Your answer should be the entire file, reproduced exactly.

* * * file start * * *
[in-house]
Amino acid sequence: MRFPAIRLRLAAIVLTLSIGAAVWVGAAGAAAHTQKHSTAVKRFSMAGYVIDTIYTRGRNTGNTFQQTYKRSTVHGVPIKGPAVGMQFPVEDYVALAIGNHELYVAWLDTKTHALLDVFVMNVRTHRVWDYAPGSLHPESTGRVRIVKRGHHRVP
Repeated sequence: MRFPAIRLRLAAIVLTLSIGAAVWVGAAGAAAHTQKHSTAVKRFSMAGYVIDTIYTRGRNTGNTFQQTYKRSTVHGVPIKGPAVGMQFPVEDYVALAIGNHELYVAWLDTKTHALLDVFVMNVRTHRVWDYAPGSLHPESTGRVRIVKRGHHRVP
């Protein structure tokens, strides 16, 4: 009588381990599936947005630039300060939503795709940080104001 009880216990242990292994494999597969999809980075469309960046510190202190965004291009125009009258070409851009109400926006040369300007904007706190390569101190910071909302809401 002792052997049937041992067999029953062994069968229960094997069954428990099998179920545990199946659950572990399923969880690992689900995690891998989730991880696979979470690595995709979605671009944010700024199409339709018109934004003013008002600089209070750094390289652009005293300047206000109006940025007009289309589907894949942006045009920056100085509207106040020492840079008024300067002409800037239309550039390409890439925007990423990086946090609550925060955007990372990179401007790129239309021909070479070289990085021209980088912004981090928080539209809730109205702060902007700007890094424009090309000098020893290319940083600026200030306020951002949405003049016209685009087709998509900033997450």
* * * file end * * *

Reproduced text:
[in-house]
Amino acid sequence: MRFPAIRLRLAAIVLTLSIGAAVWVGAAGAAAHTQKHSTAVKRFSMAGYVIDTIYTRGRNTGNTFQQTYKRSTVHGVPIKGPAVGMQFPVEDYVALAIGNHELYVAWLDTKTHALLDVFVMNVRTHRVWDYAPGSLHPESTGRVRIVKRGHHRVP
Repeated sequence: MRFPAIRLRLAAIVLTLSIGAAVWVGAAGAAAHTQKHSTAVKRFSMAGYVIDTIYTRGRNTGNTFQQTYKRSTVHGVPIKGPAVGMQFPVEDYVALAIGNHELYVAWLDTKTHALLDVFVMNVRTHRVWDYAPGSLHPESTGRVRIVKRGHHRVP
């Protein structure tokens, strides 16, 4: 009588381990599936947005630039300060939503795709940080104001 009880216990242990292994494999597969999809980075469309960046510190202190965004291009125009009258070409851009109400926006040369300007904007706190390569101190910071909302809401 002792052997049937041992067999029953062994069968229960094997069954428990099998179920545990199946659950572990399923969880690992689900995690891998989730991880696979979470690595995709979605671009944010700024199409339709018109934004003013008002600089209070750094390289652009005293300047206000109006940025007009289309589907894949942006045009920056100085509207106040020492840079008024300067002409800037239309550039390409890439925007990423990086946090609550925060955007990372990179401007790129239309021909070479070289990085021209980088912004981090928080539209809730109205702060902007700007890094424009090309000098020893290319940083600026200030306020951002949405003049016209685009087709998509900033997450």